Stockholder equity, also known as shareholder equity, represents the amount of money investors paid for stock in the company, along with the accumulated retained earnings since the organization's beginning. Retained earnings are all net profits of the company that have not been previously distributed to stockholders in the form of dividends. Stockholder equity, at times, also includes donated capital, should the company receive gifts of funds or anything of value from individuals, governments or entities unaffiliated with the company.
Company Stock Sales
When a company sells its stock directly to the purchaser, it raises shareholder capital. When starting up, corporations sell some or all of the shares they create in their official filing as a new entity with their state government. Frequently, companies will not sell all of the stock they authorize at inception, saving some shares for future sales, should they need more capital after startup.
Corporations usually record net profits annually. After subtracting expenses from revenues and paying required federal, state and local income taxes, they should have net profit. Corporations can then decide to retain these profits or pay out some or all of it to stockholders in the form of dividends. The portion of net profit that corporations do not distribute to shareholders is called retained earnings.
Calculating Stockholder Equity
The formula for calculating stockholder equity is simple. Subtract a corporation's total liabilities, including debt, accrued expenses and taxes due, from the organization's total assets. The remainder is the company's stockholder equity. This will never be a negative number for a healthy company. Should stockholder equity equal less than paid-in capital -- money from selling shares -- it means the corporation has had losses in excess of profits over its history.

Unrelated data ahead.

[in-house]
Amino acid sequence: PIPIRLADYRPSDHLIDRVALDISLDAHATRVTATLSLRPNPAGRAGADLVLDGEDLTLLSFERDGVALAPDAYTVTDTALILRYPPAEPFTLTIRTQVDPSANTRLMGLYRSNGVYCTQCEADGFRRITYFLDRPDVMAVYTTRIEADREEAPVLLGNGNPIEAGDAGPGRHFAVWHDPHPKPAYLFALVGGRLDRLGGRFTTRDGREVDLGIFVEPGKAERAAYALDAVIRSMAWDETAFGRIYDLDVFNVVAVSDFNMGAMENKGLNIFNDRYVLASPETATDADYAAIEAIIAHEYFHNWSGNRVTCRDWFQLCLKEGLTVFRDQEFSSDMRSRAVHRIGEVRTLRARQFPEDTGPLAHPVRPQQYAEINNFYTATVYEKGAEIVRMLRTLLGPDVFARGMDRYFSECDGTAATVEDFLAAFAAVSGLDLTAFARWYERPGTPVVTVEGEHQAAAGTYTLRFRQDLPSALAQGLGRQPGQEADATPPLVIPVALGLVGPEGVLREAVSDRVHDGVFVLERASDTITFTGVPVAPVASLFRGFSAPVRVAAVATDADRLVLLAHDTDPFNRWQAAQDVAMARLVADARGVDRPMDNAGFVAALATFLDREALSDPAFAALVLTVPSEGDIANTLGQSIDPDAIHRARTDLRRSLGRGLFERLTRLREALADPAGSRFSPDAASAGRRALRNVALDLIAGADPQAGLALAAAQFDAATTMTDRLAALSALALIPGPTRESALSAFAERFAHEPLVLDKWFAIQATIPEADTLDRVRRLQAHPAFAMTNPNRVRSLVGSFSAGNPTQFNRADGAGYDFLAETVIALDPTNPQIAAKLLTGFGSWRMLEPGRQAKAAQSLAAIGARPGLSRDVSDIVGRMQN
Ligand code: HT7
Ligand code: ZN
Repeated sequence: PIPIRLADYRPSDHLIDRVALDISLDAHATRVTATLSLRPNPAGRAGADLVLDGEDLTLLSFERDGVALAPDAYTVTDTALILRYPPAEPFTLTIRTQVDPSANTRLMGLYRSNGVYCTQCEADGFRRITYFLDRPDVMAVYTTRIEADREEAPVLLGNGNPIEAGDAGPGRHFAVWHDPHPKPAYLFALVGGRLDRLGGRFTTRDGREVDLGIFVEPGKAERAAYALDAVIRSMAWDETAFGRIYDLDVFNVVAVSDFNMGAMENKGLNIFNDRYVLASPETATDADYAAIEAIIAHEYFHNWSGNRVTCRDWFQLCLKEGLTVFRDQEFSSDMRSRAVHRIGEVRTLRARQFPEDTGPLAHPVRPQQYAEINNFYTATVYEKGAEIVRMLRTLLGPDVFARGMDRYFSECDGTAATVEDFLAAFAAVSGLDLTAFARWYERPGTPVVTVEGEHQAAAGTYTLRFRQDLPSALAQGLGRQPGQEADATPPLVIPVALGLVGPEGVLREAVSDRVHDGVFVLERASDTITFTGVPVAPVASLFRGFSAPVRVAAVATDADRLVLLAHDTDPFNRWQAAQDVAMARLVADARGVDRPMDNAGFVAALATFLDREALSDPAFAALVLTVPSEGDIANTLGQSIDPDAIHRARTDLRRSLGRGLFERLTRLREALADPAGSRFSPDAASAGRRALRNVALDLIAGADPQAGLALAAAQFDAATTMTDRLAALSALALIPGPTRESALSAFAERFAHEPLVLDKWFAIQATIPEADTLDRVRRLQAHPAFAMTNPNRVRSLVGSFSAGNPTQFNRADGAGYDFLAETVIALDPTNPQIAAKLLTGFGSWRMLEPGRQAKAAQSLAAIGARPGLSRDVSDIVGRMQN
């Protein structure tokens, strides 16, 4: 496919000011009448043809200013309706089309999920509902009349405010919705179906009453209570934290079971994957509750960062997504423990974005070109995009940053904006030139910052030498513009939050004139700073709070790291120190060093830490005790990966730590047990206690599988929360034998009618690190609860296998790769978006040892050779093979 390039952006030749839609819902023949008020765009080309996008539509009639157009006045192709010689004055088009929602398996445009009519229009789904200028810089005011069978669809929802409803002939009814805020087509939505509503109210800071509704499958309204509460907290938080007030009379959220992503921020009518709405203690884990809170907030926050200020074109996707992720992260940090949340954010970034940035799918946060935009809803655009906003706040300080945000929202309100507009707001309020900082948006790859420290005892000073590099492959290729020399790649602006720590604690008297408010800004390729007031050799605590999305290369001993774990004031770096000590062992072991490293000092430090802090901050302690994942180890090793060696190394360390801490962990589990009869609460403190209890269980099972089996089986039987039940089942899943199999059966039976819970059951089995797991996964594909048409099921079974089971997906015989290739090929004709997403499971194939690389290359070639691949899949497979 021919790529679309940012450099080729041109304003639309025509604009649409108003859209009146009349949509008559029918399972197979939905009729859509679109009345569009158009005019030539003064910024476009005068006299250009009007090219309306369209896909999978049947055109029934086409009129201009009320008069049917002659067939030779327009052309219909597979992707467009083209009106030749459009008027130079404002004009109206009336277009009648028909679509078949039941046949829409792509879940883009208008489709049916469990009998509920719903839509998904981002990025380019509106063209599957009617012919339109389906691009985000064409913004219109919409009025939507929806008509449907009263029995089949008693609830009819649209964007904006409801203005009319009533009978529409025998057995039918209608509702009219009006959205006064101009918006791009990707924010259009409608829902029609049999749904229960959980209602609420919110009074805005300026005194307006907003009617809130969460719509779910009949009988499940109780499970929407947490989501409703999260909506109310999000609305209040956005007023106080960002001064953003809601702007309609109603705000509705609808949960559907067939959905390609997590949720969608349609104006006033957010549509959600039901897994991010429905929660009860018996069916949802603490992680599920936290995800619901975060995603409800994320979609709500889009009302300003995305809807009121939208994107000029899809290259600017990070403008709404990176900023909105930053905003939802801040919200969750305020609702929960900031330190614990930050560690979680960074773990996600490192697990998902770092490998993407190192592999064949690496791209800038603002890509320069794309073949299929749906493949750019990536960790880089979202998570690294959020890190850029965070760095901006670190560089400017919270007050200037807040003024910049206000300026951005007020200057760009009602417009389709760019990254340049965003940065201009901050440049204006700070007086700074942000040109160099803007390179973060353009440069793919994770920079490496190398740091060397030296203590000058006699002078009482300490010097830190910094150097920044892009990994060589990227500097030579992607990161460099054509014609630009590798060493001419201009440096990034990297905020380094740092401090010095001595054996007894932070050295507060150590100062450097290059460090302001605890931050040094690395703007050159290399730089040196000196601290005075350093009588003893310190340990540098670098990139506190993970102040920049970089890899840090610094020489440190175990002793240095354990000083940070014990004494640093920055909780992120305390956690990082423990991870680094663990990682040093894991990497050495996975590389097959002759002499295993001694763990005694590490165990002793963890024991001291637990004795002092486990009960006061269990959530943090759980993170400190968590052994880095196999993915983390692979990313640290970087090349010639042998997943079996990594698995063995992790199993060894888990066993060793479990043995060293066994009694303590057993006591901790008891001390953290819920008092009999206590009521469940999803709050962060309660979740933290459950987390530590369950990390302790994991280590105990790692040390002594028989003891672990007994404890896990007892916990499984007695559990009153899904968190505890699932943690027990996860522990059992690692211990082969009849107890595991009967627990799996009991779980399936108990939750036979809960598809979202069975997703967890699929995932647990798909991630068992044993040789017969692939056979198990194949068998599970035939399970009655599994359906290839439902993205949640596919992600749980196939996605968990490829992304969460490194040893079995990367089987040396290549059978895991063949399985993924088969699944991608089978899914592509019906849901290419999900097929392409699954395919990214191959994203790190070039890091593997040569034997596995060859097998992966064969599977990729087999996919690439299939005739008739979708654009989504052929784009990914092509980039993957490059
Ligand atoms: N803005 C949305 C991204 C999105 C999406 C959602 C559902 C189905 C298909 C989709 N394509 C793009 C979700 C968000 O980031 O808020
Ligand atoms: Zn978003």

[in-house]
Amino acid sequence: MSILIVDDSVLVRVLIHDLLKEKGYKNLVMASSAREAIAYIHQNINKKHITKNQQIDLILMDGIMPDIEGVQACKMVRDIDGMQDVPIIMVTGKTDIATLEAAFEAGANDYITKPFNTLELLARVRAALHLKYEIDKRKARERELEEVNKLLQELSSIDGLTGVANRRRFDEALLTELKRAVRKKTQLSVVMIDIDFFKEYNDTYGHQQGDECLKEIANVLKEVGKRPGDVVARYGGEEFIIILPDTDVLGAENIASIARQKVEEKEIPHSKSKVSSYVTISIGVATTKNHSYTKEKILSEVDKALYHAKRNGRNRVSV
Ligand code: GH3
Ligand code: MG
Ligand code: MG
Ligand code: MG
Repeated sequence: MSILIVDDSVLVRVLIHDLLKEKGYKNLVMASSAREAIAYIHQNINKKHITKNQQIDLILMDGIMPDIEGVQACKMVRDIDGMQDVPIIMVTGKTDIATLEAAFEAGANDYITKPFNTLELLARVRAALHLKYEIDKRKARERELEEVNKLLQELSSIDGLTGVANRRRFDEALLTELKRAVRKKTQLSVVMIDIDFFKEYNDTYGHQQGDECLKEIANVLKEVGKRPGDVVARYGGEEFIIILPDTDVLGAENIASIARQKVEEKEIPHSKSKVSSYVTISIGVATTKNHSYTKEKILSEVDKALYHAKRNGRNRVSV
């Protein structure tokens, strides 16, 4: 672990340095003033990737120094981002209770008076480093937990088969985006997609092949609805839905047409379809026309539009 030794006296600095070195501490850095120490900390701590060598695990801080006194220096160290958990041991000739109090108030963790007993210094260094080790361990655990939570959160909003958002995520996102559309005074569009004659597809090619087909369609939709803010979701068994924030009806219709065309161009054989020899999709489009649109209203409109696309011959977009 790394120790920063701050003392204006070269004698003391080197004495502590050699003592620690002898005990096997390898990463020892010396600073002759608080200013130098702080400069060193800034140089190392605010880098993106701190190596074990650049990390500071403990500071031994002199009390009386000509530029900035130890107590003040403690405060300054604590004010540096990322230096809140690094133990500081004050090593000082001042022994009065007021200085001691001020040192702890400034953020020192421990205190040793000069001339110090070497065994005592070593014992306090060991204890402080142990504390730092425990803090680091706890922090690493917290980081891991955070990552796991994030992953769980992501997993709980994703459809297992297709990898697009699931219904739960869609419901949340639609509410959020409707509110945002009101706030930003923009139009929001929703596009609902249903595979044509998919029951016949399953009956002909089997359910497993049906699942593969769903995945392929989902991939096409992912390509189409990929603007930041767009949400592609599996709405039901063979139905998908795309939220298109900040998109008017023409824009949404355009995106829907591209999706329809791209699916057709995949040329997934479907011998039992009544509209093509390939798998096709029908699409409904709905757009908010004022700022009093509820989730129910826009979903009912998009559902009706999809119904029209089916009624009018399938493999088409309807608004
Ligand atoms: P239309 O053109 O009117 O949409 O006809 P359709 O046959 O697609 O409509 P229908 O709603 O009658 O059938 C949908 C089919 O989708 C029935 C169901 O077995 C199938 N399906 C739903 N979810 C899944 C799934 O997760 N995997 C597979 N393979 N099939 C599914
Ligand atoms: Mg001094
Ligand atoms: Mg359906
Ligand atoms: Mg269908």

Stockholder equity is categorized by accountants as the book value of the company. Book value isn't always relevant to the true value of the corporation if it were for sale. It is the value that is reported on the corporation's balance sheet. However, should the company have been successful for many years, but encountering sales or financial problems currently, real stockholder equity may be less than book value. Conversely, a company that had minimal success generating profits since startup may have current profit prospects that make its true stockholder equity higher than book value.
Video of the Day
- profit/loss image by Warren Millar from Fotolia.com